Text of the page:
As we read about African Swine Fever on the rise in other countries, such as those in mainland Europe and the Caribbean, we can’t help but remember the devastating impact that mad cow disease had on the Canadian beef industry and Alberta’s economy. It also seems that the industry is still recovering from this damaging event these many years later. Yet, as new challenges arise, we are also comforted by the fact that it seems we have learned something from our experiences in trying to contain, eliminate, and prevent the spread of diseases in animals altogether.
Many organizations across Canada have been raising awareness on African Swine Fever and the risks it poses to the pork industry at large. The federal government is providing millions in funding to prevent this disease from entering Canada in the first place. It also has trade agreements in place that would prevent a complete block of pork trade for extended periods of time should cases be detected here.
These actions mark a stark contrast to the events that surrounded mad cow disease in the early 2000s. In the meantime, we are tracking global case numbers and strongly enforcing our border control measures. But we should also be adding one other means of prevention that businesses can take as we eagerly wait for a vaccine: ensuring that animals being raised for slaughter are given lives with dignity.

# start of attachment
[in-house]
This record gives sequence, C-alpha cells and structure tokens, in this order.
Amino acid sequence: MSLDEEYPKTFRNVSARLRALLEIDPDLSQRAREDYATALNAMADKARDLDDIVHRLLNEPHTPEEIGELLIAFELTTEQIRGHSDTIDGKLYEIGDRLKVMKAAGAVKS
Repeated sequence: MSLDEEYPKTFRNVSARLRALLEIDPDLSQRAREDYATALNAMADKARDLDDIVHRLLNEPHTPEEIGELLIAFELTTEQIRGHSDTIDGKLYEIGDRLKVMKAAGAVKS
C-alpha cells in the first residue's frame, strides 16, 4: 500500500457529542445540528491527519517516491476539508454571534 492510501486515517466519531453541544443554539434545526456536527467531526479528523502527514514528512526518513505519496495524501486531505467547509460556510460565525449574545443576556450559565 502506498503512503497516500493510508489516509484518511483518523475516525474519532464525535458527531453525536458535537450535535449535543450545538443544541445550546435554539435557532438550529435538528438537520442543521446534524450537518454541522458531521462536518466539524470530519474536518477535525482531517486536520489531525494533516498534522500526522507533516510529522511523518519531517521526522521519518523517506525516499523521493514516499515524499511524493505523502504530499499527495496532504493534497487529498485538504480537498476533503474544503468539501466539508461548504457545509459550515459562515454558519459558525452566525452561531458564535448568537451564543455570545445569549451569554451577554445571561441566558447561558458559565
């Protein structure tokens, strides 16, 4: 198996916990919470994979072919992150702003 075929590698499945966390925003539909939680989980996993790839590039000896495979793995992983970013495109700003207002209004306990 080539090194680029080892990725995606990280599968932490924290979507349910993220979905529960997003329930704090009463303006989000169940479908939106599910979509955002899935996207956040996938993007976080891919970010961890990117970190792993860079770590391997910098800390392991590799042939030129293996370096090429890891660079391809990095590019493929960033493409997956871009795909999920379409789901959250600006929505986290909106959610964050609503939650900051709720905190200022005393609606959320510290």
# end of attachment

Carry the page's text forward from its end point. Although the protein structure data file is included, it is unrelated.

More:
This means providing ample clean spaces for them to move about, following proper quarantine measures, as well as providing ongoing health care and proper nutrition.
If businesses attempt to cut corners in these areas, then sickly animals being raised in cramped filthy living quarters will only become breeding grounds for disease, a disease which is more easily transmitted when animals are in close contact with one another.
But while paying for more space and greater healthcare do take away from a business’s immediate bottom line, it would cost even more in the long-term should illness be allowed to take over a facility. Case in point: look at what happened to the global mink industry as COVID-19 spread between animals in poorly maintained facilities. More to the point, taking greater long-term care of your animals is not only good for business, but it’s also the right thing to do.
As a result, farmers and ranchers should not only meet the industry requirements when it comes to animal welfare, but rather exceed them if we are to protect more than just our pork industry from future infectious disease, not just African Swine Fever.
Jaclyn Hiebert is a young business professional with a background in International Business.
Peter Anto Johnson, MSc and John Christy Johnson are both research program officers at the Antarctic Institute of Canada
Austin Mardon, CM, FRSC, is currently Assistant Adjunct Professor with the John Dossetor Health Ethics Centre.